Monday, June 11, 2007

Can Integrated Schools Fight Crime?

For anyone who's been following the voluntary school desegregation fight, the oft-repeated message from the Louisville and Seattle school districts and their supporters is no doubt familiar: a diverse student body is an important educational tool for teaching tolerance, cultural competence, and practice dealing with people from different backgrounds in the real world. As important as all of these skills are, their relative intangibility can make them hard to appreciate; their complex role in measurably improving test scores or college or job prospects can make them seem like a luxury rather than a necessity. According to law enforcement experts, however, integrated schools provide more than an education in interacting with others. For many Black and Latino students, an integrated school may be their best shot at getting an education at all.

Studies have shown that whether or not a student attends a racially-isolated school with a high concentration of minority students is a good predictor of whether that student will drop out or graduate. While the overall graduation rate nationwide is 68%, students in segregated urban school districts such as Oakland, CA, and Cleveland, OH have graduation rates of only 30%. Meanwhile, in school districts like St. Louis, MO, where segregated schools contribute to the below average Black graduation rate of 60%, a voluntary integration program has raised African-American rates of graduation in two participating schools to 87% and an astounding 100%. Beyond graduation, minority students who attend integrated schools are also much more likely to go on to attend college as well.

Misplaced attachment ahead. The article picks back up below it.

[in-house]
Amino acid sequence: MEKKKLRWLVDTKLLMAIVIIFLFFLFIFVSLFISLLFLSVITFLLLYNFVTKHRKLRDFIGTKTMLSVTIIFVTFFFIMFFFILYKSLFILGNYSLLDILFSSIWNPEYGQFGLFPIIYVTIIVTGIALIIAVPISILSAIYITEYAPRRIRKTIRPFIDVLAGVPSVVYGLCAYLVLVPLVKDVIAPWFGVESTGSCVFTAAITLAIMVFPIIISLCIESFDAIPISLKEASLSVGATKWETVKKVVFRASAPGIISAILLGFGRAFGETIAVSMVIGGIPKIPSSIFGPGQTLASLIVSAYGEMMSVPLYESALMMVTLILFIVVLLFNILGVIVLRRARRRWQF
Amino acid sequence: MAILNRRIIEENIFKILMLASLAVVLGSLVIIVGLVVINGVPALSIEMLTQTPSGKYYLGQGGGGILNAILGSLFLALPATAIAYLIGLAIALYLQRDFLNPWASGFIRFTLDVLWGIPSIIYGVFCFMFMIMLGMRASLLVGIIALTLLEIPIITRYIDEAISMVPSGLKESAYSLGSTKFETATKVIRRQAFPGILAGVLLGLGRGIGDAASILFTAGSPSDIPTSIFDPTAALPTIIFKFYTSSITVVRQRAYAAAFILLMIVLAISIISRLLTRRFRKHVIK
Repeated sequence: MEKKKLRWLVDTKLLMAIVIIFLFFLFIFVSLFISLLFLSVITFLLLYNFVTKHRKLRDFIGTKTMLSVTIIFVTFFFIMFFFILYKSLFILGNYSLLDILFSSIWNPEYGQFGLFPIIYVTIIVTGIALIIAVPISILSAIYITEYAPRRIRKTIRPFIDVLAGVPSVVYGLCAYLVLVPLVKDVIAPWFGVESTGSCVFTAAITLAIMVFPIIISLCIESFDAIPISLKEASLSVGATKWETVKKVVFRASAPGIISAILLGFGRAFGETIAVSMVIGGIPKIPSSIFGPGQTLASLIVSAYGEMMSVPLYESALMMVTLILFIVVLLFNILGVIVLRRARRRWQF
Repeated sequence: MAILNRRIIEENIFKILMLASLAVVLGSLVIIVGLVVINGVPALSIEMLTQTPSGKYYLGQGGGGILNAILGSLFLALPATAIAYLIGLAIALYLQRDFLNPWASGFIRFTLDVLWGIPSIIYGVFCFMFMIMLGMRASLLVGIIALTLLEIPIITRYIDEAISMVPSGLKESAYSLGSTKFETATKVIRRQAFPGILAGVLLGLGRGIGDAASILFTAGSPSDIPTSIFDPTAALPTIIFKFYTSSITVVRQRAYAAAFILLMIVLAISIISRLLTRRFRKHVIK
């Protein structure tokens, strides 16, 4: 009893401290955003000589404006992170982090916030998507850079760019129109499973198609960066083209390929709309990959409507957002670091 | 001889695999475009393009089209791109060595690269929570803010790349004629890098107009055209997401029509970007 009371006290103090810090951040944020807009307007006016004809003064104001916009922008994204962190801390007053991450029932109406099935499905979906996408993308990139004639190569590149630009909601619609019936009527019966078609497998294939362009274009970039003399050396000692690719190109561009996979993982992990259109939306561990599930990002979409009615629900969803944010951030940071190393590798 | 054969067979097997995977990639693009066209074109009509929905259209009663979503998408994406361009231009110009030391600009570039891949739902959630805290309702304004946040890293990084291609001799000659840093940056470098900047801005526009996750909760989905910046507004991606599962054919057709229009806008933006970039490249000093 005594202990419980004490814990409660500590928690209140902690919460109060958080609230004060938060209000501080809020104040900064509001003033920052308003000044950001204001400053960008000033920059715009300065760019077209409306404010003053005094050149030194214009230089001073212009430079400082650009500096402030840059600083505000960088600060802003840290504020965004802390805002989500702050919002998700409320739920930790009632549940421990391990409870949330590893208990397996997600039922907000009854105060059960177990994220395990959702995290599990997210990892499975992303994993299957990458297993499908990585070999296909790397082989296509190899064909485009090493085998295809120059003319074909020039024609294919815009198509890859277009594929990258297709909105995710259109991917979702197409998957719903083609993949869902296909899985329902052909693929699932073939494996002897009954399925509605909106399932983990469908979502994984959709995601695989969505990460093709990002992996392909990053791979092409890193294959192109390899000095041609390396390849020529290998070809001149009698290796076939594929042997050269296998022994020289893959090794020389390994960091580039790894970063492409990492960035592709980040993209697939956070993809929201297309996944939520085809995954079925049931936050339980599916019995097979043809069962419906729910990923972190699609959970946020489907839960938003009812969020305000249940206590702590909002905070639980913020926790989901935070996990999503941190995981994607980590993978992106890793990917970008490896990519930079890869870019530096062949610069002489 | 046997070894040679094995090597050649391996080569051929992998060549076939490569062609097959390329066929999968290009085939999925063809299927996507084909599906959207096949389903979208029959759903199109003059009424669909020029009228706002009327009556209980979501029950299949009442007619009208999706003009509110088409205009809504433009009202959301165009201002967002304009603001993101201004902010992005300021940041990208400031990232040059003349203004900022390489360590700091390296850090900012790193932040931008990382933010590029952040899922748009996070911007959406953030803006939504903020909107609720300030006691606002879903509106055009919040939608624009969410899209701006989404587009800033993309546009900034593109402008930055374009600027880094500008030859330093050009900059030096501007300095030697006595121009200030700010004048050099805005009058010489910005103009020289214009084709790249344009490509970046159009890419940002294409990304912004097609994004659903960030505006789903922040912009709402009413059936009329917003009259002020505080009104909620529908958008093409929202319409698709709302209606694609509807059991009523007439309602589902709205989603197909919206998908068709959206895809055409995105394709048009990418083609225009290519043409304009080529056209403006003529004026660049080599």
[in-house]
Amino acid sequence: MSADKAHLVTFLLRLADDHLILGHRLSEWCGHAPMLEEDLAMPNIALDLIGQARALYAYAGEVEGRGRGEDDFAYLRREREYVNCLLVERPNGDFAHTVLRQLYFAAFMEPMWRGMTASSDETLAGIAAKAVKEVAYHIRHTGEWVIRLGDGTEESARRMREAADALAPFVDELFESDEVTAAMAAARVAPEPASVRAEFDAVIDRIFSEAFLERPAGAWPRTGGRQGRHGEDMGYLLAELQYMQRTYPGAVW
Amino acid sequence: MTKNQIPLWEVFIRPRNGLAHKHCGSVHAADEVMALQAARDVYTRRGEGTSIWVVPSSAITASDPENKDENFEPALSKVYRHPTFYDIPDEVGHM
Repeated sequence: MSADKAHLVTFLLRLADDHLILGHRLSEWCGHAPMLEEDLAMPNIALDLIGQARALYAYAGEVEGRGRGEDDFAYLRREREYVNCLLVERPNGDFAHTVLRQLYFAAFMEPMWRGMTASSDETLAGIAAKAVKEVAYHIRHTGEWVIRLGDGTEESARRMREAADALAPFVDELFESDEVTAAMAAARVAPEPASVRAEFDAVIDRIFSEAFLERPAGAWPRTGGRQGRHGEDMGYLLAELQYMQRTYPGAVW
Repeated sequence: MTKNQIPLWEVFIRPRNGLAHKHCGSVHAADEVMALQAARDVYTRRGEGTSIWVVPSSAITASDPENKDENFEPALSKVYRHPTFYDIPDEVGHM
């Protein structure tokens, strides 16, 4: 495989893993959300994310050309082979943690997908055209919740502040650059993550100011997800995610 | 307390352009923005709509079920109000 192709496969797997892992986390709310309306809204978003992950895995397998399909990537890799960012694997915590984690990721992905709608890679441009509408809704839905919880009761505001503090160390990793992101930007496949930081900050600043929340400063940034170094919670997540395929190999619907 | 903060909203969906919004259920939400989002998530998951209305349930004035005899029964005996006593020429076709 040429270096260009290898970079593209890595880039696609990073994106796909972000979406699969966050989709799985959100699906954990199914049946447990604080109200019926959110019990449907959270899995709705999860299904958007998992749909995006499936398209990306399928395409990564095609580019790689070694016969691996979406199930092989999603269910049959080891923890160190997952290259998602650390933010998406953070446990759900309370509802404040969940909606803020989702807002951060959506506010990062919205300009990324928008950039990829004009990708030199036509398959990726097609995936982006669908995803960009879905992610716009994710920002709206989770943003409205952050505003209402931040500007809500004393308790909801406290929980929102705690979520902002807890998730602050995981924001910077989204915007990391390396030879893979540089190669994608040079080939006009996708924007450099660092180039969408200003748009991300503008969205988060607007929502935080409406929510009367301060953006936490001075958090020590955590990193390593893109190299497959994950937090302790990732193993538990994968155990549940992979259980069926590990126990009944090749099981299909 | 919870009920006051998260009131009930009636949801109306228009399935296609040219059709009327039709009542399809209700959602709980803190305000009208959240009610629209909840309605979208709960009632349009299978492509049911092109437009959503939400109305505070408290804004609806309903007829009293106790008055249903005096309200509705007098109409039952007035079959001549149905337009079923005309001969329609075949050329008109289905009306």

At the same time, whether or not a student completes high school is in turn a good predictor of whether or not a young person will become involved in crime. High school dropouts account for a majority of the nation's prisoners, and a third of all male high school dropouts will have spent some time in prison before they turn 25. The median income for high school graduates is close to double the median income for those who did not finish high school, due in part to the fact that high school dropouts face much higher rates of unemployment. Students who have attended college are even less likely to be incarcerated and more likely to have well-paying jobs. Research shows that increasing the average level of education by only one year can reduce arrests by as much as 11%. In these cases, it is not only the students who benefit -- a mere 1% increase in high school graduation rates in 1990 might have saved 400 victims of murder in that year alone. Society as a whole pays the costs of this preventable violence, both in money -- processing offenders through the court system and housing them in correctional facilities -- and in lives.

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